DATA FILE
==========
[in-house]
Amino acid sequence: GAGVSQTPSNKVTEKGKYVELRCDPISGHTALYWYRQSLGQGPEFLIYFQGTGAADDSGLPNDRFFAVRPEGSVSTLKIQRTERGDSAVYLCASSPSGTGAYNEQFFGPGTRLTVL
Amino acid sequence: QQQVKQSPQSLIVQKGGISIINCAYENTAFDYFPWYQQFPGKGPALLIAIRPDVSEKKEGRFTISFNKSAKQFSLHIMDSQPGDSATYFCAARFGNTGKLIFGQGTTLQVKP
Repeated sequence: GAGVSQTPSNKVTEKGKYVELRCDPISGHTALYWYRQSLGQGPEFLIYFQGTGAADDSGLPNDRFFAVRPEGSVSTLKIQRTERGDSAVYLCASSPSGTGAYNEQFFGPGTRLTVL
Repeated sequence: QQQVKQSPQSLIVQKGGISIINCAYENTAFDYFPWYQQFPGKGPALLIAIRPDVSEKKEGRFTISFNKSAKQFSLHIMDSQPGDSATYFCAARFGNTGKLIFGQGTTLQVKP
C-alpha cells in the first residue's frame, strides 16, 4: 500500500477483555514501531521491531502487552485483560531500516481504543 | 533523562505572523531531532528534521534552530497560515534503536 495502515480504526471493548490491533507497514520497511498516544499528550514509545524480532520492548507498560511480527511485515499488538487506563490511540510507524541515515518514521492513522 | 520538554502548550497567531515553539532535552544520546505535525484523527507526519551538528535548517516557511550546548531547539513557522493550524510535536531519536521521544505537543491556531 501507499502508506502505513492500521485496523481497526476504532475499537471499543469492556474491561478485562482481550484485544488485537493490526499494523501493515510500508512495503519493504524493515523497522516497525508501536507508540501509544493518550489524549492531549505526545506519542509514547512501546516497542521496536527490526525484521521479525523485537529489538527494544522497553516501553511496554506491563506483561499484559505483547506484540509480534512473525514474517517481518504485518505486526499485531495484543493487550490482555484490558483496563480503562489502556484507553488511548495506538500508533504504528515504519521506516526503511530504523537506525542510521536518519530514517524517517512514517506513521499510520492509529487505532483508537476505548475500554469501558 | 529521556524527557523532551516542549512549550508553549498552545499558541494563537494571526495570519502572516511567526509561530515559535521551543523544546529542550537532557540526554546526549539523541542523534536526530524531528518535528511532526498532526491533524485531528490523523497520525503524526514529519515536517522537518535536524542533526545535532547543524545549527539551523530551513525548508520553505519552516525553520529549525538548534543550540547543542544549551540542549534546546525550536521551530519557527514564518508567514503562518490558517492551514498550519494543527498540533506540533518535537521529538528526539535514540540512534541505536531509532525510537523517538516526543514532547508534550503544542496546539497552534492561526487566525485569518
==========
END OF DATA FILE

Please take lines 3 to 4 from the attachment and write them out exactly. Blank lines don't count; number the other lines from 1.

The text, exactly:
Amino acid sequence: QQQVKQSPQSLIVQKGGISIINCAYENTAFDYFPWYQQFPGKGPALLIAIRPDVSEKKEGRFTISFNKSAKQFSLHIMDSQPGDSATYFCAARFGNTGKLIFGQGTTLQVKP
Repeated sequence: GAGVSQTPSNKVTEKGKYVELRCDPISGHTALYWYRQSLGQGPEFLIYFQGTGAADDSGLPNDRFFAVRPEGSVSTLKIQRTERGDSAVYLCASSPSGTGAYNEQFFGPGTRLTVL